• 2017.03.27
  • Popular Emoji in Australia: Part 1
Emoji, which originated in Japan, are now used by people throughout the world. In Australia, they’re pronounced “āmōji” and have become popular. (There may be some who actually pronounce the word correctly.) It’s not surprising that they pronounce it “āmōji” since they say something like “saki” for Japanese sake, “Haitachi” for Hitachi, and “Aikea” for Ikea. Recently, emoji goods are even being sold, including emoticon cushions, key chains, and mugs that aren’t actually that cute (?).

Emoji goods sold in Australia

These are desktop cards for communicating using emoji. The kind with cards that you can turn over to express what you want to say is interesting.

Emoji cushions and mugs

Of course, emoji are made up of symbols and pictures, so they can be commonly used worldwide, but I think there are some that have symbols that only Japanese use, some with Japanese writing, and some that are difficult for non-Japanese to understand. For example, there are foods like kushi dango (skewered rice dumplings), senbei (rice crackers), and naruto (a kind of fish paste). There is also a person bowing his head with his hands on the floor and hina doll, emoji for the post office, and on and on. As emoji come to be used more often, I think that Australians also wish there were certain emoji. I found an interesting article on emoji the other day. A questionnaire was given to Australians about what kind of emoji they’d like to see made. The top 20 were introduced, and I’ll share them here. They’re all emoji ideas characteristic of Australia, such as slang that I don’t quite get, buzzwords, and gags that only Australians would understand. I’ll explain them as I introduce them. In this blog, I’ll tell you about numbers 20 to 11.

No. 20 YOLO
YOLO stands for “You Only Live Once.”
The emoji looks like the mark for a perfect score of 100. The 100 becomes the letters “yolo.”


No. 19 Ute
A ute (yūt) is an extremely popular car in Australia that has the front of a regular sedan and the back of a truck. Since the back is a truck bed, some people use it for its practicality, while others love it because it looks cool. Every car company sells this ute type of car. This emoji really is characteristic of Australia.

No. 18 Thong
A thong is a sandal (generally, beach sandals), so the emoji is a beach sandal. Australia probably ranks in the top worldwide for the number of people who wear beach sandals. Even in winter, it’s common for men and women of all ages to wear beach sandals (ha ha).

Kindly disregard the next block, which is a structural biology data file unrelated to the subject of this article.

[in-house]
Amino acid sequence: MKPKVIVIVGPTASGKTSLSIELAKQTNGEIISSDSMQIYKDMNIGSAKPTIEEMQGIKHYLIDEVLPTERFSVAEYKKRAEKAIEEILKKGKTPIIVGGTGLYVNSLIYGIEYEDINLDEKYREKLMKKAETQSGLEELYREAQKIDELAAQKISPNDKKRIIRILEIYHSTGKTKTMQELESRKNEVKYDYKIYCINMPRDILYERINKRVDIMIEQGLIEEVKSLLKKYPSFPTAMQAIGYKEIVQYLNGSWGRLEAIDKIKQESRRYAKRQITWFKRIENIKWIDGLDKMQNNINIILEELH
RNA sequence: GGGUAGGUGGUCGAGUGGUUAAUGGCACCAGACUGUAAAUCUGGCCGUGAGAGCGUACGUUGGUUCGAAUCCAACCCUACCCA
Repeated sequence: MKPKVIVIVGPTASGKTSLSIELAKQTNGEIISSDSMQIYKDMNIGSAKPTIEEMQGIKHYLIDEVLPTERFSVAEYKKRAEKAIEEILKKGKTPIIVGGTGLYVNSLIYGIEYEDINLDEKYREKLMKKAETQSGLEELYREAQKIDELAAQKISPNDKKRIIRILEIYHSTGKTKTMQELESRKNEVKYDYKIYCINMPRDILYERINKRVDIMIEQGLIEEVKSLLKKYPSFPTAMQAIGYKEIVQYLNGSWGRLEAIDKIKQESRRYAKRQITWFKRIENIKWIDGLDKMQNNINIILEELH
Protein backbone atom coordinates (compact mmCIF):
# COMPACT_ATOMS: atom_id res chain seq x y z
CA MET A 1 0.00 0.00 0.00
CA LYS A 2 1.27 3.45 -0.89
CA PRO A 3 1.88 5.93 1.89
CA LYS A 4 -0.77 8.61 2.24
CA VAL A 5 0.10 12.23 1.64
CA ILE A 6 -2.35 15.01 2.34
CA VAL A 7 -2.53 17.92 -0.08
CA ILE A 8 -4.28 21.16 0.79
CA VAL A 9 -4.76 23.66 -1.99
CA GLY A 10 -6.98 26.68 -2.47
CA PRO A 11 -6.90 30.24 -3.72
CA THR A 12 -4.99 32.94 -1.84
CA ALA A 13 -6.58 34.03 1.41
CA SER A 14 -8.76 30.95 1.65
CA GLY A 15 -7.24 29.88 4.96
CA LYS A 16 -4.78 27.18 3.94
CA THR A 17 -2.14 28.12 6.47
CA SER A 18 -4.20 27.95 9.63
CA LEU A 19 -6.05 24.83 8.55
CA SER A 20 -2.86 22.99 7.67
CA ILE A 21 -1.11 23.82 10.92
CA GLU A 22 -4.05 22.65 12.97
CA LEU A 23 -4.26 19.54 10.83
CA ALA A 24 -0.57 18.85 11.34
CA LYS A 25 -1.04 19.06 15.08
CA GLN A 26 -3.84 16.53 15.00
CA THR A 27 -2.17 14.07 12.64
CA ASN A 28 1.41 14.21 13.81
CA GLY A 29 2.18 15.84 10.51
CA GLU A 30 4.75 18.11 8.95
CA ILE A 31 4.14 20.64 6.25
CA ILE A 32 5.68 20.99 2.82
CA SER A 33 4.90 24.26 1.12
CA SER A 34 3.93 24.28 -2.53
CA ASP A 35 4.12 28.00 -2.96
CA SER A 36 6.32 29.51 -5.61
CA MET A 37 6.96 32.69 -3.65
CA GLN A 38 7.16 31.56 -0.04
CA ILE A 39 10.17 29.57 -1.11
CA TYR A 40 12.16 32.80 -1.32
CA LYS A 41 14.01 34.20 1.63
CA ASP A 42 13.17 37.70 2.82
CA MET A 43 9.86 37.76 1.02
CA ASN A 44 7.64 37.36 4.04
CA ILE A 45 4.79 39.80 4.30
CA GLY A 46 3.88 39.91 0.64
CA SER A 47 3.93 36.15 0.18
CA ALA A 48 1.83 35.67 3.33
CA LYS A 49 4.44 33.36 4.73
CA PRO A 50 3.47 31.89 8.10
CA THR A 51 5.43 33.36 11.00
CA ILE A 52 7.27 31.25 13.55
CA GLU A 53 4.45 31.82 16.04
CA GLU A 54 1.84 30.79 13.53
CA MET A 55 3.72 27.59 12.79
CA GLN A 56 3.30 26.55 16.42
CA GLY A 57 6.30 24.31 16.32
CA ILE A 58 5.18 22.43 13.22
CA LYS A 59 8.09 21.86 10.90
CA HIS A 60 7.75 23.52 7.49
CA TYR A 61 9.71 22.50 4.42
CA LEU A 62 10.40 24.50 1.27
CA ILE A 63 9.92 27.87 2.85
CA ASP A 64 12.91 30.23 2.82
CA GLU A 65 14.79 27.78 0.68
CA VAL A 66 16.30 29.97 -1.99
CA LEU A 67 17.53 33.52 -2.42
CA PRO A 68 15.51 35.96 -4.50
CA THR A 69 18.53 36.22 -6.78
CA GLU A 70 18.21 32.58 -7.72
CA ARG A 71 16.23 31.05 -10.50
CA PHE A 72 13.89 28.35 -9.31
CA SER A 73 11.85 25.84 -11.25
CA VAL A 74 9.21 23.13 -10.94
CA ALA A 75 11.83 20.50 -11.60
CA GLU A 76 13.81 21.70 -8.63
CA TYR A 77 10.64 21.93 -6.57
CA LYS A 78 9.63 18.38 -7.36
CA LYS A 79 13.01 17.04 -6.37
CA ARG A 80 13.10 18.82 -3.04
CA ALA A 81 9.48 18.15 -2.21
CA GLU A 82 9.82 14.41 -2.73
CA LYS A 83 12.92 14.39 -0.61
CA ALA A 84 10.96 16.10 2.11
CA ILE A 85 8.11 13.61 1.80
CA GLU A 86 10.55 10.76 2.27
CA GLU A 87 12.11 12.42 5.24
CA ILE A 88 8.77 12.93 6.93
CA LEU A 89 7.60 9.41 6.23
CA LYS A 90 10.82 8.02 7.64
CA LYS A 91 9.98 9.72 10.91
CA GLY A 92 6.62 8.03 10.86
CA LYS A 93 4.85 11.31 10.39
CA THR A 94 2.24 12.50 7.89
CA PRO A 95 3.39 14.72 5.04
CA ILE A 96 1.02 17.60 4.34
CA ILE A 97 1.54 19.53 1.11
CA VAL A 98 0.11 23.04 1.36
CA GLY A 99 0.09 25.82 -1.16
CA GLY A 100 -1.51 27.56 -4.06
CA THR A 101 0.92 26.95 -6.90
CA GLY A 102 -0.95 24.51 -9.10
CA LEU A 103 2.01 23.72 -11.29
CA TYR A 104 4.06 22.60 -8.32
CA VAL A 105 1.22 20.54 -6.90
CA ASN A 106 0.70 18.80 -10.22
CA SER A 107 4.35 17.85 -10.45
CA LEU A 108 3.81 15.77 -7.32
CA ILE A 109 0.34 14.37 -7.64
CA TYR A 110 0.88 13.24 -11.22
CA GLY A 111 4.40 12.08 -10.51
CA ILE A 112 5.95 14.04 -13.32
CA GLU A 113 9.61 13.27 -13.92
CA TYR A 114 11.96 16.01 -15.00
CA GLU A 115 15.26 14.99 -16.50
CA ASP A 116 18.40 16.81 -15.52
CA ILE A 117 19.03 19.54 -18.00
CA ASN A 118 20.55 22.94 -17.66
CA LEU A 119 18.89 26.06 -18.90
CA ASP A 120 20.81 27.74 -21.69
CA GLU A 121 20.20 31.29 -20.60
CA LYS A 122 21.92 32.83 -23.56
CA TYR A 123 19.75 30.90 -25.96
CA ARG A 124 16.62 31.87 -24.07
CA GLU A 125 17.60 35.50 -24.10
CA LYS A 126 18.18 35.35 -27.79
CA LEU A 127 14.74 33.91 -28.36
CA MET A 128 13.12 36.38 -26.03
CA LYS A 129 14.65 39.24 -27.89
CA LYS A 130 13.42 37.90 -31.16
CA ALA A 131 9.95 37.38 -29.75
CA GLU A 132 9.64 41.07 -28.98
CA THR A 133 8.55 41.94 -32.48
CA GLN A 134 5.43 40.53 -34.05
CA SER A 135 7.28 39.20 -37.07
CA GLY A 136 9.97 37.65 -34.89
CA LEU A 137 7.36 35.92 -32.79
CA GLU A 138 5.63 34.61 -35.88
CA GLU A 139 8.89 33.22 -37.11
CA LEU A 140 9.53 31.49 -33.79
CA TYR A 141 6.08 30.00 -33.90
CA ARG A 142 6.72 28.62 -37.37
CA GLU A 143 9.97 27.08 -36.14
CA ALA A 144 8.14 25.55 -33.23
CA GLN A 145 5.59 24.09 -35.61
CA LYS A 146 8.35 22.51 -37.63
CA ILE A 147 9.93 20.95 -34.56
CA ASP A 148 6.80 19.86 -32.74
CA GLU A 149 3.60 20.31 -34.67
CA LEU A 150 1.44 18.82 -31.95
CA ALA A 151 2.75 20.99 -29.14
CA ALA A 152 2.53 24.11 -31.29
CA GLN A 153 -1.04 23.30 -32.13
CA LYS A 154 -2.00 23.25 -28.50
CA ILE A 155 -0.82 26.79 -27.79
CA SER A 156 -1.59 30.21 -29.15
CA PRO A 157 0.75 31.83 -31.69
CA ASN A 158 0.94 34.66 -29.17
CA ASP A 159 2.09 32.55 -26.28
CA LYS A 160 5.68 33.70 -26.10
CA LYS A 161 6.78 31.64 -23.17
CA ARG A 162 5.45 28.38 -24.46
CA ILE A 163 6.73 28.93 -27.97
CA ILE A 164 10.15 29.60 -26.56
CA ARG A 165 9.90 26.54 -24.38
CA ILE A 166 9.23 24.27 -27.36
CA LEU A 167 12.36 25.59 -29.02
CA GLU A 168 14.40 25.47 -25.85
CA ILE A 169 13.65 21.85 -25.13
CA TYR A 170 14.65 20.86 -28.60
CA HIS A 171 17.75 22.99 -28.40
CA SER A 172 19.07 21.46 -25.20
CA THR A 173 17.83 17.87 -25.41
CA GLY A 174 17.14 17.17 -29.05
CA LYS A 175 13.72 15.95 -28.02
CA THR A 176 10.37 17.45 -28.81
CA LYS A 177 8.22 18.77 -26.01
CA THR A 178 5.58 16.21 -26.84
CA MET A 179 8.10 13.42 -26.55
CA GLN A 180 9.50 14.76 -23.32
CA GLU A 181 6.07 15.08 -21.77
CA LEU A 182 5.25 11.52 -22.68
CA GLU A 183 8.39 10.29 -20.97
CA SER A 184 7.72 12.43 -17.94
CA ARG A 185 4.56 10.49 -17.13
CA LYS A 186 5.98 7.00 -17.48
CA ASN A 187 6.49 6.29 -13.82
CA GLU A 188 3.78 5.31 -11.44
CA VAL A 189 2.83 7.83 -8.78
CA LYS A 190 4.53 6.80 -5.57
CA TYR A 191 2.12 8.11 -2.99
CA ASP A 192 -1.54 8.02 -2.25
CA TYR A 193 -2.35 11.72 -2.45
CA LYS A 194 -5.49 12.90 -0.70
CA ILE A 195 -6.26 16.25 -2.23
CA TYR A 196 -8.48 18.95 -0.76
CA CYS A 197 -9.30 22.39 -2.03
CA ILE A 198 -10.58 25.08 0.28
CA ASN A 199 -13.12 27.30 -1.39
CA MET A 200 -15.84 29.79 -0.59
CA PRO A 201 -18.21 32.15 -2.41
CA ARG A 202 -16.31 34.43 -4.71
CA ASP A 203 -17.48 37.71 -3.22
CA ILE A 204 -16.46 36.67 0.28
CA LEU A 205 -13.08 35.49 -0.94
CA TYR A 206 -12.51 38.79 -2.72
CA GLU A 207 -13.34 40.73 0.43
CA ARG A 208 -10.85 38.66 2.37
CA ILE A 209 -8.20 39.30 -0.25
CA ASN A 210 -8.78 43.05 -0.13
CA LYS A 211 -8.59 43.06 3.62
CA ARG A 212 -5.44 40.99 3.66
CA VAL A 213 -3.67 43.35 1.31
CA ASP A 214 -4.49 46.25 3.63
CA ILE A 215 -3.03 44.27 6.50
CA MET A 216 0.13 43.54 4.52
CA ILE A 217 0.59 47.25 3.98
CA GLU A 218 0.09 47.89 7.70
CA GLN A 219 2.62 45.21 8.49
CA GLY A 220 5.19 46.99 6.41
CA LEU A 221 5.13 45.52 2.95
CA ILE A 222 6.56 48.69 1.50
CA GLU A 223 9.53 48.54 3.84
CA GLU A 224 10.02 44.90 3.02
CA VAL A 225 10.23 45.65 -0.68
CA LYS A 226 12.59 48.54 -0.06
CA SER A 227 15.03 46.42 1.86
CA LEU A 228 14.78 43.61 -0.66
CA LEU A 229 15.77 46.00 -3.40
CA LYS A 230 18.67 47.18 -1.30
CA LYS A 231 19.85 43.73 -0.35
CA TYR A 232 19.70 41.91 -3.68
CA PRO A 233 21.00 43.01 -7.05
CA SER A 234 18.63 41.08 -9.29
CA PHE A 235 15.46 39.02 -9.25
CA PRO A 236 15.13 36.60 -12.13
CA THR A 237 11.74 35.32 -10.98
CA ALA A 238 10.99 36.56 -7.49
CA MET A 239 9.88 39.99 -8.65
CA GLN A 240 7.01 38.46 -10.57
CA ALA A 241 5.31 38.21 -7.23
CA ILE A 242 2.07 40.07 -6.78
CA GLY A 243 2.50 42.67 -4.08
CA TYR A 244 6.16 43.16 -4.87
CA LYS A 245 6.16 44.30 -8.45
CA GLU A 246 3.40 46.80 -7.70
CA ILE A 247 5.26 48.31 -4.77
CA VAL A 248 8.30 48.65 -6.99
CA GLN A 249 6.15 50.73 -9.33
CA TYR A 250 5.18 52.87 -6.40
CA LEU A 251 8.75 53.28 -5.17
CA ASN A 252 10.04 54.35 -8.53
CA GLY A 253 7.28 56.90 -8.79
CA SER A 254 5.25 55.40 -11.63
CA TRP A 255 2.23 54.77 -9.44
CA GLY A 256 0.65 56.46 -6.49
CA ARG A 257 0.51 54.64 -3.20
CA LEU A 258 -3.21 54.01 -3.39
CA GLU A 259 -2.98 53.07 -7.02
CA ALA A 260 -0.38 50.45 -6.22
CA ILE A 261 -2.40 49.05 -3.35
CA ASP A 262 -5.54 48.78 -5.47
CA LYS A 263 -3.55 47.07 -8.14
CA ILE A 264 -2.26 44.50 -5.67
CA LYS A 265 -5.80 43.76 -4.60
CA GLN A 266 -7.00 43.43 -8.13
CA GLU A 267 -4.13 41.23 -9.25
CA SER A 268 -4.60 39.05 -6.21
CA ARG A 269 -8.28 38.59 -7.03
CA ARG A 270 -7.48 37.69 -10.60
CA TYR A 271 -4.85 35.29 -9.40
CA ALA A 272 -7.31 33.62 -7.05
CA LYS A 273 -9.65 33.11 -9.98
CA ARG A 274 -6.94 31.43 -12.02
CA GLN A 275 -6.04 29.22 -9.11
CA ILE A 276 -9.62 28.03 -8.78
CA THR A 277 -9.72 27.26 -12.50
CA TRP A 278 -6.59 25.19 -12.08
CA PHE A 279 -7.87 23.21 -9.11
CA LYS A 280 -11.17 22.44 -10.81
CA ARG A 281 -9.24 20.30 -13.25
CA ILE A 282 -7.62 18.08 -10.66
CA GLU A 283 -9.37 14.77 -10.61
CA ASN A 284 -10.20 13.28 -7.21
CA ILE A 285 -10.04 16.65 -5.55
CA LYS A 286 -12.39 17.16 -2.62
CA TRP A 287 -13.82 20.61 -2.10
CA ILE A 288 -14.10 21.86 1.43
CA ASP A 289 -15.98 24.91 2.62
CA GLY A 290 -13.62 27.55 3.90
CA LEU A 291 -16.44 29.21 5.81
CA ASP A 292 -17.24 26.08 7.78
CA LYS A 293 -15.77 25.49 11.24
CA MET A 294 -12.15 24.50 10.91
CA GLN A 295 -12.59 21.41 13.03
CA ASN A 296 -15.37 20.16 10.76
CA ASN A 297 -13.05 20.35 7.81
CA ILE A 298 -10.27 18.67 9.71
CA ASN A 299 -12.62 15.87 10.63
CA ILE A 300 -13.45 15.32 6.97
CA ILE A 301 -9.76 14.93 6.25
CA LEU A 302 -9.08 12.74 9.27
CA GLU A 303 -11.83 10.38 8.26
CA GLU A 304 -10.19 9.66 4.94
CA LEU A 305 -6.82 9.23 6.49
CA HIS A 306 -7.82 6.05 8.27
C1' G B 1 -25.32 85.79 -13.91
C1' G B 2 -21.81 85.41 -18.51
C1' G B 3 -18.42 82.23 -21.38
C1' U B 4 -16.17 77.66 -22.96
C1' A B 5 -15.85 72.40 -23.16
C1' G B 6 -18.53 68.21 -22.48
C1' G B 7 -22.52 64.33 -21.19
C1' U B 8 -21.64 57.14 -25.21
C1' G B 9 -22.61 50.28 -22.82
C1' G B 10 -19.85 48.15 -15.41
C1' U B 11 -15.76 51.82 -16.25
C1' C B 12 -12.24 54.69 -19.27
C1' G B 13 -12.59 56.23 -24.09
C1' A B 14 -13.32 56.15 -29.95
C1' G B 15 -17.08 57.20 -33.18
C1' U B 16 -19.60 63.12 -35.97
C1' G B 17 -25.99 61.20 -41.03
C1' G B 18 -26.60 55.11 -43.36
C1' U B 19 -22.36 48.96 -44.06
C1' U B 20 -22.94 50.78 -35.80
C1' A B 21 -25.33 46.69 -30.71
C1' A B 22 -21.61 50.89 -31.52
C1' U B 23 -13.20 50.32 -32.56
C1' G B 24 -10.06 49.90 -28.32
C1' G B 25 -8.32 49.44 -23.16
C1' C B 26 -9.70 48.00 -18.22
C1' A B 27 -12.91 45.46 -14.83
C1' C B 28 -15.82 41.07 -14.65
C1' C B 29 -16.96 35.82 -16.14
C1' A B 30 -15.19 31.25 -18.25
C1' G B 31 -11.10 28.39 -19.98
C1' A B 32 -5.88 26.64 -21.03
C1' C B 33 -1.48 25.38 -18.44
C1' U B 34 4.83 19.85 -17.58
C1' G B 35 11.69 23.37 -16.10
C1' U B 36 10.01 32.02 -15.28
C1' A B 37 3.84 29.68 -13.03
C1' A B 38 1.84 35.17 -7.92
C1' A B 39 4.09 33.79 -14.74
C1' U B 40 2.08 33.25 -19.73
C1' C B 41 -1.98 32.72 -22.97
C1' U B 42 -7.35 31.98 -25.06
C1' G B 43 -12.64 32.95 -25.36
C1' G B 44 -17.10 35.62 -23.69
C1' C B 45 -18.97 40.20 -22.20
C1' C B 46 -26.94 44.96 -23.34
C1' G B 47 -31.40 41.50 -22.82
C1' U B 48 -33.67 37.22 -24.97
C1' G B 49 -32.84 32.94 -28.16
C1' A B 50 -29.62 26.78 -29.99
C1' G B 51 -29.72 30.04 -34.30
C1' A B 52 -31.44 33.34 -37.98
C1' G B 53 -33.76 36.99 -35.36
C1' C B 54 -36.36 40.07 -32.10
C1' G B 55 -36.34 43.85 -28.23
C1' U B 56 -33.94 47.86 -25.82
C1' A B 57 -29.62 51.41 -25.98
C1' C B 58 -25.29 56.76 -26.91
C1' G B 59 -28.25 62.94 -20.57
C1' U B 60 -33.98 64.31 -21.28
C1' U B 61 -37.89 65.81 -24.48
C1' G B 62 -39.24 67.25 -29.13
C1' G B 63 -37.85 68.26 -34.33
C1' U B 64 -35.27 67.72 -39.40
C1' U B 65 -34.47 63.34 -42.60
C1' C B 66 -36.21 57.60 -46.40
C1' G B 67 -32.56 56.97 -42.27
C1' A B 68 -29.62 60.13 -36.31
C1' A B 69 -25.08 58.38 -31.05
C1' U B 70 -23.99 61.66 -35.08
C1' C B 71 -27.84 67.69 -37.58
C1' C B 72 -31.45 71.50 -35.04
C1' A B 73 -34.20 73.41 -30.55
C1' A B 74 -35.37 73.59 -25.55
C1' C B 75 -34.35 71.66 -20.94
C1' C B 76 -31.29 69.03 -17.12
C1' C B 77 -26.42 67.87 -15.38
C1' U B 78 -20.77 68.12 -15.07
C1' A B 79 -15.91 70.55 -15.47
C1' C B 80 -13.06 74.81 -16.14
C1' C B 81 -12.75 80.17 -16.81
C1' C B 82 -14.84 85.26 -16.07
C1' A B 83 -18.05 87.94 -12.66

No. 17 Sorry not sorry
This is a slightly sarcastic expression. “Sorry… (but not really because I don’t think I was wrong).”
Japanese travelling overseas seem so modest and polite. Many Japanese are quick to say, “Sorry, sorry.” However, Australians don’t apologize so easily, even if they’re in the wrong…but, I think that they say thank you much more often than Japanese people. The emoji is below. A woman is raising her hand, which is positioned slightly low. Instead of smiling, the right corner of her mouth is raised in a sarcastic expression.


No. 16 Sanger
This is a slang word for sandwich. In Japan, it’d be a rice ball, but in Australia it’s a sandwich.

No. 15 Nonplussed face
This shows a perplexed, distressed kind of face. The emoticon uses the Japanese character “he” for the mouth.

No. 14 Meditating
This emoji is a woman meditating with a serene expression and her thumb and pointer finger forming a circle. The fact that it ranked 14th was surprising.

No. 13 Meat sweat
This emoji is a slice of steak that is sweating and has a distressed expression. Australians love meat, and it seems this refers to sweating after eating too much meat and is also a metaphor.

No. 12 Meat pie
This, too, is representative of Australia. Just as the name says, a meat pie is stew-like meat or ground meat cooked in a piecrust. This emoji is a typical, round single-serving pie with tomato sauce (ketchup) on top.

No. 11 Marriage equality
This emoji feels like it’s part of the movement to demand acceptance for marriage equality for same-sex couples, which is not yet recognized in Australia. It’s two rainbow-colored wedding rings that are entwined.

And there you have up to No. 11. In my next post, I’ll introduce numbers 10 to 1. Please look forward to it!


  • Chieko Suganuma (maiden name : Nagura)
  • AgeCow( USHI )
  • GenderFemale
  • JobCompany employee

She moved to Australia in 2000. She worked for a Japanese-affiliated travel agency, and then started her current position at a construction company in 2014.On her days off, she enjoys making soy candles that is a hobby of mine and walking on the beach.She hope to share rare lifestyle information from the local area with you.

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